Resilience and Aboriginal Communities in Crisis: Theory and Interventions

// // Posted in Vol 5 Issue 1

Michel Tousignant, PhD, Professor, Research and Intervention Center on Suicide and
Euthanasia, University of Quebec in Montreal

Nibisha Sioui, PhD Candidate, Research and Intervention Center on Suicide and Euthanasia, University of Quebec in Montreal

Abstract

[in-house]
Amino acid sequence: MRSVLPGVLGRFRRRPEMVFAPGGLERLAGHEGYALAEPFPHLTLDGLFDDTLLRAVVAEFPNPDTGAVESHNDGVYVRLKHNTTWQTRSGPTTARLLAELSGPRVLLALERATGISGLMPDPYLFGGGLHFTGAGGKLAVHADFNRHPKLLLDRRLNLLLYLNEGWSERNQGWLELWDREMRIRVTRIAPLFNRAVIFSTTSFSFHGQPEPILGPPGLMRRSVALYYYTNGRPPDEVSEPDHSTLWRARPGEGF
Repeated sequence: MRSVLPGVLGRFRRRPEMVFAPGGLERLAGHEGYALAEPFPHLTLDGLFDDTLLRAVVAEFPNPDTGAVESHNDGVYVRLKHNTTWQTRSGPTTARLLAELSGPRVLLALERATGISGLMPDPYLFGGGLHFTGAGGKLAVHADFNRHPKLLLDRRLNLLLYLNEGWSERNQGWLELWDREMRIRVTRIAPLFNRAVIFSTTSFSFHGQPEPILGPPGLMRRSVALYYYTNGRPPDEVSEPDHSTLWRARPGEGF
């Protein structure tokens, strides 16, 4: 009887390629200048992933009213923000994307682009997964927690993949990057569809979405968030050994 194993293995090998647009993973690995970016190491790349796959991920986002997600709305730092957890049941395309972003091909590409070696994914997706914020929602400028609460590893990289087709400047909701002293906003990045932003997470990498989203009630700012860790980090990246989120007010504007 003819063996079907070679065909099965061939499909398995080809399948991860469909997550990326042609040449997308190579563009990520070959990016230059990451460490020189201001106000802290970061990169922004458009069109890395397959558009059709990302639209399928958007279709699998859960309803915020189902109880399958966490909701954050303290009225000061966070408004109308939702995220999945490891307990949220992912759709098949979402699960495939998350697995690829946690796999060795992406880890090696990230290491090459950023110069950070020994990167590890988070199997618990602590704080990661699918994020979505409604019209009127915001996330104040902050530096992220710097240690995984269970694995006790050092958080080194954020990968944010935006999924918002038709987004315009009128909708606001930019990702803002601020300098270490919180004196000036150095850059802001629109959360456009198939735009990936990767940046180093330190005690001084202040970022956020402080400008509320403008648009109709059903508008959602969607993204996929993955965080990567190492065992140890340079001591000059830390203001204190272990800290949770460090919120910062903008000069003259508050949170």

Resilience in Aboriginal communities is a long process of healing that allows to supersede the multiple trauma and the loss of culture experienced during the colonization and after. The presence of social capital is central to this process in building bridges between persons, families and social groups with the aim of developing a spirit of civic culture. The process usually relies in the first stage on the vision of a few leaders whose example brings forward a larger segment of their community. Characteristics specific to the notion of resilience in Aboriginal cultures are: spirituality, holism, resistance and forgiveness. The main obstacle to overcome in the process of resilience is the phenomenon of codependency which leads to superficial attachment, lack of trust, and refusal of authority. The concept of cultural identity is central to resilience in this context and there is a need to create a new cultural ethos in continuity with the traditions. Each community has to undergo its own course and cannot copy success stories, mainly be inspired through a process of lateral knowledge transfer. Finally, community resilience has to rely on the capacity of families to be resilient themselves which involves breaking the law of silence, naming problems and coping with them with the support of networks and institutions.

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